Friday, February 17, 2012

Learning about Fluency

I've been a little distracted this week as I was voraciously reading this fabulous book:
I'm taking taking classes for my reading endorsement and my current class requires a project in the area of comprehension.  One of the comprehension strands we studied was Fluency, and I figured that was an area I wanted to do more with in my classroom.  The project is to develop at least 6 lessons in the area of focus.  One of the resources I chose to help me was The Fluent Reader (2nd Edition): Oral & Silent Reading Strategies for Building Fluency, Word Recognition & Comprehension.  I got it on Wednesday (thanks to Amazon's great shipping!), and finished it up last night.  It was an easy read and so practical!  I loaned it to my friend and classroom neighbor to read over the weekend.  I'm so excited to get started on my project lessons and thinking through how to better implement Fluency into my classroom next year.  What do you do to promote Fluency in your classrooms?


  1. I pinned this book a while back, but I haven't gotten it yet. I'm glad to hear someone else really likes it as well. We do a lot of familiar rereads in my room. We also read lots of poems, and on Fridays we do readers theater.

    ❀ Tammy
    Forever in First

  2. I say fluent/fluency in my class so much that when we a student finishes reading and we give a little guy always says- "wow that was really fluent. It was like listening to the listening center"
    Sounds a little silly but you should see the Little in the chair light up!!!

    Going Nutty!

  3. I have the older version of this book and LOVE it! To help with fluency, I do a modeled reading of a short passage for students to hear what it should sound like. Then they go practice that short passage out loud 3 times to try to sound like me. Only need a few minutes to do this and it works great!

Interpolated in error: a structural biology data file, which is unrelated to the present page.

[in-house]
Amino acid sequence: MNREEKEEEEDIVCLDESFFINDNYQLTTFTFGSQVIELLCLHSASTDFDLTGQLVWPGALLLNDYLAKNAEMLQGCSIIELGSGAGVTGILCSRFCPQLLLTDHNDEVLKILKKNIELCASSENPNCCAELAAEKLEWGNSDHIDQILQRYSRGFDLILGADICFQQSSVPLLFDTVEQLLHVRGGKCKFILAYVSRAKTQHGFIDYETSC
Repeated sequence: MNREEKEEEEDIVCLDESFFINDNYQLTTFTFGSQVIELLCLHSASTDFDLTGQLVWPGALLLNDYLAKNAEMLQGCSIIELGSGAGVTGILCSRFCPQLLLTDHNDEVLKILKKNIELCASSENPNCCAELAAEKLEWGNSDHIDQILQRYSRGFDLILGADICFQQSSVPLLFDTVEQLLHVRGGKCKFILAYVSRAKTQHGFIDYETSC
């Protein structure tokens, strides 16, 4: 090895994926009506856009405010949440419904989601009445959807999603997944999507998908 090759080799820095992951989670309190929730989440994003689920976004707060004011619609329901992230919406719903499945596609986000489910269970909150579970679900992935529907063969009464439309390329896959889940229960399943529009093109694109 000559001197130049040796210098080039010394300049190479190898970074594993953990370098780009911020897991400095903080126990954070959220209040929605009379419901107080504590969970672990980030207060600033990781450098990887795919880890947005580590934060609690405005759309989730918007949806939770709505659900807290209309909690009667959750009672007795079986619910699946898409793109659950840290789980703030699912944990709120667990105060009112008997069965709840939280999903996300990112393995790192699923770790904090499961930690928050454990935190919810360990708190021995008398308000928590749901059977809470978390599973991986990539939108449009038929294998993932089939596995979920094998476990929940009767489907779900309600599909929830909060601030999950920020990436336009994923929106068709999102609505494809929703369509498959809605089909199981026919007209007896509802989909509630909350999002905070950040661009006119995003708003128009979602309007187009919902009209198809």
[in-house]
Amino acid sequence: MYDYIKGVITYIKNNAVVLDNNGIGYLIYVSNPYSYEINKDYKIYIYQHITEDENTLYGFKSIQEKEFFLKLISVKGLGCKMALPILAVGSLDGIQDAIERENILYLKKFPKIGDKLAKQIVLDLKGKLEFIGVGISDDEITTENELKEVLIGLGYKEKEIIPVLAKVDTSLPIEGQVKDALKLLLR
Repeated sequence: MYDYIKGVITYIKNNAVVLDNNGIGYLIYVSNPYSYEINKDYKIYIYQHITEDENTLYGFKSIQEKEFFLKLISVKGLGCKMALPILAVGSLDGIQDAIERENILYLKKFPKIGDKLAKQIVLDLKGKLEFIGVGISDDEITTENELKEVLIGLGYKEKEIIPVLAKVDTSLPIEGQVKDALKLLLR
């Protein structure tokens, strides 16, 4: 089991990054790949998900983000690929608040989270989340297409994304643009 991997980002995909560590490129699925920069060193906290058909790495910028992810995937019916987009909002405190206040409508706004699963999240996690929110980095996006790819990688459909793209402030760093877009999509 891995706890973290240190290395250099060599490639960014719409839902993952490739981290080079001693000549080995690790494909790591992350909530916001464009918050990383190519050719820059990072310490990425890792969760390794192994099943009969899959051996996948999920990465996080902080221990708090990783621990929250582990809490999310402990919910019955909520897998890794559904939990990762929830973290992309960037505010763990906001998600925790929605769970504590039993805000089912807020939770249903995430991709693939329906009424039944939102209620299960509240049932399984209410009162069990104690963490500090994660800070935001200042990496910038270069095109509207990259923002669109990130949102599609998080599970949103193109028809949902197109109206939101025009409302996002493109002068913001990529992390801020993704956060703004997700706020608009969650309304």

Conversations in Literacy

  4. I agree that re-reading is one of the best ways to build fluency.
    With struggling readers in older grades I have used unabridged audio recordings of books that they really want to read but would not be able to access otherwise, but I get them to follow along with their finger in the book.
    I have even used this strategy with my own son throughout highschool. He is a real struggler when it comes to reading but I want him to enjoy literature rather than just pretending to have read the book, or just watching the movie. Audiobooks have helped him to keep up with the load in highschool. Now he is in his second last year and he is reading the book for this term on his own and really enjoying it. A long journey to reading but he got there in the end. :-)

    I had a group of struggling readers (mostly girls) in Year 4 a few years back. I had them do a project where they had to select a fun "read-aloud" book to practise and then read to our Year 1 buddies. They really liked this experience and it gave them an excuse for reading a book that might be a bit simpler and also got to enjoy reading.

    The thing I am going to try this week is using the video camera in the iPads to record students reading so that they can watch themselves and give their own feedback about fluency. They will get a second chance to "fix it" if they want so hopefully this will motivate them to read more fluently. We'll see how this goes!

    The Learning Curve


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